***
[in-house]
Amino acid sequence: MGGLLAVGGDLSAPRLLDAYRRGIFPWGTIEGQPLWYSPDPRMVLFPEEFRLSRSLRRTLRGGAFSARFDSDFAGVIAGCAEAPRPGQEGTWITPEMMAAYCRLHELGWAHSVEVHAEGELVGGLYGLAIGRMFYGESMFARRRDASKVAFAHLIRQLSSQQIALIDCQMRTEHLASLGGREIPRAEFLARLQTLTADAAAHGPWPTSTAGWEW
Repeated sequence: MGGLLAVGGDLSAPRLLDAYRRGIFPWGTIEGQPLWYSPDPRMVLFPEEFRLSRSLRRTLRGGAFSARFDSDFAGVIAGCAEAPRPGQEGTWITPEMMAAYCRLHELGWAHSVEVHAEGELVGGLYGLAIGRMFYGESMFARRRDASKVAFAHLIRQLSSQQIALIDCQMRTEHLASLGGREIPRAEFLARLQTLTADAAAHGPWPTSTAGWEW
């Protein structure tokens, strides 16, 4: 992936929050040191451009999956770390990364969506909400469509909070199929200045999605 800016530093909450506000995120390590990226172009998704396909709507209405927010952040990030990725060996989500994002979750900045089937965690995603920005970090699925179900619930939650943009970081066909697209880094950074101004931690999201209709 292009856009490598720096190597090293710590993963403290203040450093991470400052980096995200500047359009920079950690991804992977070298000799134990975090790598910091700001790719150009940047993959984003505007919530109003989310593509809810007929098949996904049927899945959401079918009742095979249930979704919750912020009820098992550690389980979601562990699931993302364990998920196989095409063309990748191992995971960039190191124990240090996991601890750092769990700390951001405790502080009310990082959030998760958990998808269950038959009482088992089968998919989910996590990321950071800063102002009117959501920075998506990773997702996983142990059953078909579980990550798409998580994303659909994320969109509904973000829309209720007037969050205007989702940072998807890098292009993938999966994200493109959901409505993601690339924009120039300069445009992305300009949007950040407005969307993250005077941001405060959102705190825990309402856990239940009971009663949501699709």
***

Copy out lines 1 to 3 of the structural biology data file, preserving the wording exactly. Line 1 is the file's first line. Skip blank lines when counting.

[in-house]
Amino acid sequence: MGGLLAVGGDLSAPRLLDAYRRGIFPWGTIEGQPLWYSPDPRMVLFPEEFRLSRSLRRTLRGGAFSARFDSDFAGVIAGCAEAPRPGQEGTWITPEMMAAYCRLHELGWAHSVEVHAEGELVGGLYGLAIGRMFYGESMFARRRDASKVAFAHLIRQLSSQQIALIDCQMRTEHLASLGGREIPRAEFLARLQTLTADAAAHGPWPTSTAGWEW
Repeated sequence: MGGLLAVGGDLSAPRLLDAYRRGIFPWGTIEGQPLWYSPDPRMVLFPEEFRLSRSLRRTLRGGAFSARFDSDFAGVIAGCAEAPRPGQEGTWITPEMMAAYCRLHELGWAHSVEVHAEGELVGGLYGLAIGRMFYGESMFARRRDASKVAFAHLIRQLSSQQIALIDCQMRTEHLASLGGREIPRAEFLARLQTLTADAAAHGPWPTSTAGWEW